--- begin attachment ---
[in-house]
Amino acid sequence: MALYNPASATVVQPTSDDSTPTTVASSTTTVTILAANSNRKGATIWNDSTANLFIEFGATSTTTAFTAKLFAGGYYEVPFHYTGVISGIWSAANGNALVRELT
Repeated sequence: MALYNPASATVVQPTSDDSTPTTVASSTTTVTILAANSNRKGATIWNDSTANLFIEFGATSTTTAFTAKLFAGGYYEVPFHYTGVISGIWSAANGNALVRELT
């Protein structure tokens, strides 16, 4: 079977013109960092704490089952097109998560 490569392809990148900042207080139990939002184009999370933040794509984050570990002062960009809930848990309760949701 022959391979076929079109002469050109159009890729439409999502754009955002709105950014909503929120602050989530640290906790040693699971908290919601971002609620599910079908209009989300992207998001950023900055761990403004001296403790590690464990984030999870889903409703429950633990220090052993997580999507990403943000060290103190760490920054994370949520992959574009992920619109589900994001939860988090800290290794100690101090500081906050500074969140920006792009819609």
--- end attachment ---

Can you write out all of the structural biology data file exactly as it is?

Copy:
[in-house]
Amino acid sequence: MALYNPASATVVQPTSDDSTPTTVASSTTTVTILAANSNRKGATIWNDSTANLFIEFGATSTTTAFTAKLFAGGYYEVPFHYTGVISGIWSAANGNALVRELT
Repeated sequence: MALYNPASATVVQPTSDDSTPTTVASSTTTVTILAANSNRKGATIWNDSTANLFIEFGATSTTTAFTAKLFAGGYYEVPFHYTGVISGIWSAANGNALVRELT
């Protein structure tokens, strides 16, 4: 079977013109960092704490089952097109998560 490569392809990148900042207080139990939002184009999370933040794509984050570990002062960009809930848990309760949701 022959391979076929079109002469050109159009890729439409999502754009955002709105950014909503929120602050989530640290906790040693699971908290919601971002609620599910079908209009989300992207998001950023900055761990403004001296403790590690464990984030999870889903409703429950633990220090052993997580999507990403943000060290103190760490920054994370949520992959574009992920619109589900994001939860988090800290290794100690101090500081906050500074969140920006792009819609």